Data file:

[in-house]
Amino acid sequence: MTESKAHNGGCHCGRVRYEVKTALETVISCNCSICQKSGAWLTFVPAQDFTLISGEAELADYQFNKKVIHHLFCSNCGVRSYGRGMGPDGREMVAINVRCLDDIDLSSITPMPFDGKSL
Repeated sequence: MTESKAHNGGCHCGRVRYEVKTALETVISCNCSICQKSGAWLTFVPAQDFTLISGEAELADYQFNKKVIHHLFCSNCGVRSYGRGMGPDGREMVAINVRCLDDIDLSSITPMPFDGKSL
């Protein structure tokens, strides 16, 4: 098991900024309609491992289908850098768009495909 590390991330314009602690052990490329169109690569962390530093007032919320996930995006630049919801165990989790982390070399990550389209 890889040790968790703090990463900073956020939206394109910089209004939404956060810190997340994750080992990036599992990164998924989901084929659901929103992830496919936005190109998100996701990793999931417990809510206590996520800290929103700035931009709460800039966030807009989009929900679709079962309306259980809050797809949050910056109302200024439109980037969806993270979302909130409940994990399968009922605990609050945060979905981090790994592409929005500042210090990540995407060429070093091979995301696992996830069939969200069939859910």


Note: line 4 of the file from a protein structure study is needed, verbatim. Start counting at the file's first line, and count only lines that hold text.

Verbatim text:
């Protein structure tokens, strides 16, 4: 098991900024309609491992289908850098768009495909 590390991330314009602690052990490329169109690569962390530093007032919320996930995006630049919801165990989790982390070399990550389209 890889040790968790703090990463900073956020939206394109910089209004939404956060810190997340994750080992990036599992990164998924989901084929659901929103992830496919936005190109998100996701990793999931417990809510206590996520800290929103700035931009709460800039966030807009989009929900679709079962309306259980809050797809949050910056109302200024439109980037969806993270979302909130409940994990399968009922605990609050945060979905981090790994592409929005500042210090990540995407060429070093091979995301696992996830069939969200069939859910």